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Media Companies Doing Stupid Things? Must be Thursday.

By Steven Lloyd Wilson | Industry | September 13, 2012 |

By Steven Lloyd Wilson | Industry | September 13, 2012 |

In the wake of “Terra Nova” receiving both abysmal ratings and terrible critical reviews, Fox is still desperately trying to make its money back. And even though there is a whole passive-aggressive under current going on where Fox is like “You wanted science fiction with a budget, and given a chance to actually get good instead of getting the plug pulled. And this is the thanks we get?” And fans (not of “Terra Nova”, one cannot speak of people who do not exist) snipe back with “yes, but we meant it should be good”.

So Fox has decided to try to gin up DVD sales by letting fans (with a DVD code only, natch), create their own motion comic through a whiz bang interface on the web and tell the ending they would have made for the show! The best will be displayed for all seven people who care on the official website! I wonder if the interface will allow you to write an ending where atomic weapons kill everyone in both times on the show.

I can’t wait to see what 9Gag does with that.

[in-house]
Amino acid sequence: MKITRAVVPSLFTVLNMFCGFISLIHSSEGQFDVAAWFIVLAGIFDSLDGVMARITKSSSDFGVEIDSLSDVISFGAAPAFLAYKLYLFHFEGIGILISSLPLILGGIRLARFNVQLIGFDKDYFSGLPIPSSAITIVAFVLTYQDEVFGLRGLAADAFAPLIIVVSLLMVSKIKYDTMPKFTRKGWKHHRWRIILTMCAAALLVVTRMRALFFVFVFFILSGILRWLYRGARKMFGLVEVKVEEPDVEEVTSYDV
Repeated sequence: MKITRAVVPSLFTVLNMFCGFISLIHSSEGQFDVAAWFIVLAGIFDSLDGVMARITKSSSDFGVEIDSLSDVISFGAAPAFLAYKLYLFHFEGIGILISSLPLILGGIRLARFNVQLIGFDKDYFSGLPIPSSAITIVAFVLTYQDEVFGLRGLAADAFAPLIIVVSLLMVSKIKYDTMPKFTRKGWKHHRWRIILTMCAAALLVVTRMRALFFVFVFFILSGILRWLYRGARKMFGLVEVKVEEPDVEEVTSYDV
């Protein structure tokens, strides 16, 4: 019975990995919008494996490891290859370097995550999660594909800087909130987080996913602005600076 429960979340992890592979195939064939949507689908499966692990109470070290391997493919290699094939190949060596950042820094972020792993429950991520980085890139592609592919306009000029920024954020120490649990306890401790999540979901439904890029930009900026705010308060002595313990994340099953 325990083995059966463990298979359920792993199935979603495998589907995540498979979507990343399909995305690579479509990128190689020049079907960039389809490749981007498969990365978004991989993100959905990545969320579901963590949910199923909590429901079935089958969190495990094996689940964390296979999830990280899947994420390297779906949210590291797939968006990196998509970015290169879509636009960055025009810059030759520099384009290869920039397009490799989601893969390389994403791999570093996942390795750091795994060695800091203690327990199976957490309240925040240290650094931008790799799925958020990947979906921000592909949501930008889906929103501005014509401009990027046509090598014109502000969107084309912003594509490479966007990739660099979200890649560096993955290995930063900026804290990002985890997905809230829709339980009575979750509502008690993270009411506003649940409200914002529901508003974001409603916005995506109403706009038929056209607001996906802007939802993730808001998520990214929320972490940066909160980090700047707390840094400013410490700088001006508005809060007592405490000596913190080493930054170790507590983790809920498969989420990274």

(source: Blastr)

Second up, we’ve got Warner Brothers getting into the act by telling Guillermo del Toro that Pacific Rim will undergo 3D conversion. The fact that he explicitly did not shoot the film in 3D because he felt it wouldn’t have worked well does not actually play into the decision at all. So now everyone will get the option of paying extra money to wear glasses while seeing a blurry and dark version of the film that gives you headaches. Everybody wins!

Warner Brothers could not be reached for comment on account of me not even trying.

(source: Blastr)

Finally, a fan decided to make a homemade version of “Inspector Spacetime.” The interesting catch to this is that the fan in question was actually Travis Richey who played the Inspector on “Community.” NBC was less than thrilled; in fact they deployed the lawyers post haste. Rather than taking down the episodes, Richey simply changed the name to “Untitled Web Series About a Space Traveler Who Can Also Travel Through Time.”

So to summarize, NBC sued to take down a fake series based on a fake series within their series, though the same actor is in both. Said fake series is a satire of a real series (“Doctor Who”) that NBC has no rights to at all. Said fake series (within the series) is referenced most often as two fans making up their own stories while play acting as the characters. Apparently, peacocks are immune to the forces of irony.

The only way this story could get stranger is if we find out that Dan Harmon is behind the web series and that he gets the BBC to threaten to sue NBC over violating their copyright of “Doctor Who.”

(source: SlashFilm)

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Steven Lloyd Wilson is the sci-fi and history editor. You can email him here or follow him on Twitter.